Monday, August 18, 2008

There Will Be Fiber

The 19th century saw the gold rush. The 20 century saw the oil boom. This is the century of Fiber. Fiber optic communication is the new currency of high tech business operations. Like in those earlier boom times, there is a wealth of opportunity just ripe for clever entrepreneurs, wildcatters if you will, to bring in the supply that meets the almost insatiable desire for high bandwidth communications channels. Their excitement is only increased by the availability of a new technology that has the potential to completely change the competitive landscape.

Imagine this scene. Two telecommunications service providers are discussing the business environment. One is heavily invested in supporting a century's worth of installed copper trunk lines. The other is a rival upstart installing fiber cables as fast as possible. Their conversation goes something like this...

"You guys with your glass fibers are hitting a roadblock, aren't you? It's easy when there is open right-of-way land available and you can just trench to your heart's content. But what about here in the city? What makes you think that anyone is going to fork over the capital that metro fiber installation requires?"

"Bandwidth! Bandwidth, copper man. You're drained dry when it comes to higher bandwidth. But there's an infinite bundle of bandwidth opportunity right under our feet and no one can get at it except for me!"

"Fiber access is too expensive. Customers are just going to have to lease our copper circuits."

"No. Not anymore. I've got the new system from Kabel-X. Here, pay attention to this. Say you have a copper cable and I have a fiber cable, and I have Kabel-X. You following me? And my Kabel-X reaches doooooooowwwnn into your cable trench and starts to pump your cable full of extraction fluid... I... pull out... your.... copper!"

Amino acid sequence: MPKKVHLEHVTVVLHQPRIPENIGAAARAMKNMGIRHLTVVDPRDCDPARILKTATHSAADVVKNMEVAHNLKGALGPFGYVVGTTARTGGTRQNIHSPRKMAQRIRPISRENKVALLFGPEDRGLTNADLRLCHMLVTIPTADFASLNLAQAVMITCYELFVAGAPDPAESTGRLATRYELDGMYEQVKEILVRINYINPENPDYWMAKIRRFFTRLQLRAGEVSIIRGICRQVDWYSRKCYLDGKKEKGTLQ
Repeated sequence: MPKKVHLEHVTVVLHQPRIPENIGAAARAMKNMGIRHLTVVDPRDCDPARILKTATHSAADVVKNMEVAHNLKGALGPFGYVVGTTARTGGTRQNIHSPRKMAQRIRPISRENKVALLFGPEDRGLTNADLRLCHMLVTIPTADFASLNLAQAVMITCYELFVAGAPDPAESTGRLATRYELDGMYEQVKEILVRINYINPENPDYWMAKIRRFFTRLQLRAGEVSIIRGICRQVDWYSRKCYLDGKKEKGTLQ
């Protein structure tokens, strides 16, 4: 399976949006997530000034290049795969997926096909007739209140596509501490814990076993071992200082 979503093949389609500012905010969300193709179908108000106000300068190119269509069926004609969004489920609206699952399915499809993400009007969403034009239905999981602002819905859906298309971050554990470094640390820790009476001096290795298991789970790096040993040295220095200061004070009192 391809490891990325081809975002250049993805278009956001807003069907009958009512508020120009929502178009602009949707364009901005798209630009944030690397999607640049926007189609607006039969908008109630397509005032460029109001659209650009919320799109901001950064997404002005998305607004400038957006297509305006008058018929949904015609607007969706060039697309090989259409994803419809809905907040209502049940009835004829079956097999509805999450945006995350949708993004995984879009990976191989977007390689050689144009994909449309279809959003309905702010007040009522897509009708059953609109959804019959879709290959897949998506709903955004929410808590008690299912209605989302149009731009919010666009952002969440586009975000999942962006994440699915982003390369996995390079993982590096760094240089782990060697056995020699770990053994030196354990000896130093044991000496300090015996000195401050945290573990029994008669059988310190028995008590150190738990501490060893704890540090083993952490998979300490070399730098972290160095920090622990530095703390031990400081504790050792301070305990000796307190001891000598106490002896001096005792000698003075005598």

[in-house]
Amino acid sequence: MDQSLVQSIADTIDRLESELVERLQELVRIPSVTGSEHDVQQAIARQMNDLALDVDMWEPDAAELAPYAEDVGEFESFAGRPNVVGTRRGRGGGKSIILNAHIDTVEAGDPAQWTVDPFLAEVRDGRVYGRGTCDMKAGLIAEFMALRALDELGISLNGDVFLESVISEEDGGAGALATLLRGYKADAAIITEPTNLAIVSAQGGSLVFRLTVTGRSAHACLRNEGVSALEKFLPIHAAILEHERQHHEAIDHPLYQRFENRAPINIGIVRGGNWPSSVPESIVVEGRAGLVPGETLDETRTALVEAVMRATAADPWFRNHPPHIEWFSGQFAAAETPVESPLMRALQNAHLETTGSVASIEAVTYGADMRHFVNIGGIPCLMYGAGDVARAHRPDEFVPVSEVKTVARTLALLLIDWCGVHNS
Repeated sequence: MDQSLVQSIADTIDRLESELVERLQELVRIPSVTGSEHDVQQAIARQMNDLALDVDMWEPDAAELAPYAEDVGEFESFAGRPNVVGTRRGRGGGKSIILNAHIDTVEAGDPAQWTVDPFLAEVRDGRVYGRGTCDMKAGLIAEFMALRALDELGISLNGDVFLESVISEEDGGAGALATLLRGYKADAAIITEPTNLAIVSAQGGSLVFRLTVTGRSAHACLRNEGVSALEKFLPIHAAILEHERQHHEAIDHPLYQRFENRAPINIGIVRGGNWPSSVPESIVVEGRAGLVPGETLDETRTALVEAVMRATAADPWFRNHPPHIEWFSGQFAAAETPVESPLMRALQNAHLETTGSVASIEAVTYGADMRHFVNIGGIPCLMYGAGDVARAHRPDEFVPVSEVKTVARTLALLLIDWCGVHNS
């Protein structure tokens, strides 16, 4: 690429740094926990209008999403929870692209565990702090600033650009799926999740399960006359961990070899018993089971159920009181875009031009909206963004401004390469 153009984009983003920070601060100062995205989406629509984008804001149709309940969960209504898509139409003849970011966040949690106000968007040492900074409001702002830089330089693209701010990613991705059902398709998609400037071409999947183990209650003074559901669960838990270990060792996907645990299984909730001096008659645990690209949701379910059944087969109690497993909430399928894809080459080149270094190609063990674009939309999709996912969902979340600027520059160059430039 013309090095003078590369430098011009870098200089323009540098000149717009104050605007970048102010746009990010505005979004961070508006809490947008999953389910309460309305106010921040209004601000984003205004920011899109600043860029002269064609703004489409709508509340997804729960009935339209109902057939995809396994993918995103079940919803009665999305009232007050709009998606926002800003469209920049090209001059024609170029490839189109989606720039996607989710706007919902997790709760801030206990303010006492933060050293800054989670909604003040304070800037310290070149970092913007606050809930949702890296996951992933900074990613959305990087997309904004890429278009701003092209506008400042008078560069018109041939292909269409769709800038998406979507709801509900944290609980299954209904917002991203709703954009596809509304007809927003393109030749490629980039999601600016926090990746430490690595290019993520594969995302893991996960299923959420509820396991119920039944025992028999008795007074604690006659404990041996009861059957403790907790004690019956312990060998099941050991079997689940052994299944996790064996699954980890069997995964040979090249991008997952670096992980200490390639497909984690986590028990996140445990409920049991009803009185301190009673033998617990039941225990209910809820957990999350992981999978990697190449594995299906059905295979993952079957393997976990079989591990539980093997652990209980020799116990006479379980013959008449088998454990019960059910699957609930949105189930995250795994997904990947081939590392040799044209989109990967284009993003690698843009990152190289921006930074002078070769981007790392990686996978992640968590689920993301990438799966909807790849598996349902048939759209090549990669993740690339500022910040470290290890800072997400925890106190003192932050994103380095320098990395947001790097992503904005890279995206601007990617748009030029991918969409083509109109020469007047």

[sucking sound}

"I pull the copper core right out of your cable! Then I put my fiber bundles into the hollow outer jacket of the cable that is still left in the ground. A copper trunk becomes a fiber trunk."

The copper-based provider sighs. "I'm finished"

This may sound like movie fiction, but it's real. The Kabel-X system is currently deployed in Europe with pilot testing in Africa and Asia. It uses a patented process involving a biodegradable lubricating fluid that is injected between the copper inner core of a large communications cable and the protective outer jacket. The pressure of the working fluid allows the copper core to break free of the outer jacket. The core is then winched out, leaving a hollow conduit that can be filled with fiber bundles. Up to 400 meters of installed cable can be worked at one time, with only a small manhole needed to access the existing cable.

Amazingly, this system works with most any type of telecommunications cable including those jacketed by lead, aluminum, steel welded, copper, or pvc. It also works with coaxial and power cables. Anywhere from an hour and a half to five hours are needed to complete the process.

Kabel-X offers a double win with this system. First, telecommunications infrastructure can be upgraded without having to rip-up the old cable and the surrounding land, buildings and roadway. Second, the extracted copper can be sold for recycling to defray some of the cost involved in the system upgrade. Copper is a metal in demand right now and is commanding a good price.

How soon American service providers start replacing their copper infrastructure with fiber in-situ remains to be seen. One technology that has staved off a crisis is EoC or Ethernet over Copper. New modulation techniques and pair bonding permit runs of up to a few miles to transport Ethernet at 10 Mbps to DS3 at 45 Mbps, and even approaching Fast Ethernet at 100 Mbps on short runs. But these are stopgap measures at best. Once the demand for bandwidth starts to broach Gigabit Ethernet speeds for wide area networks, copper will have likely seen its day for good. From then on, it's fiber as far as the eye can see... or the laser can transmit.

Click to check pricing and features or get support from a Telarus product specialist.

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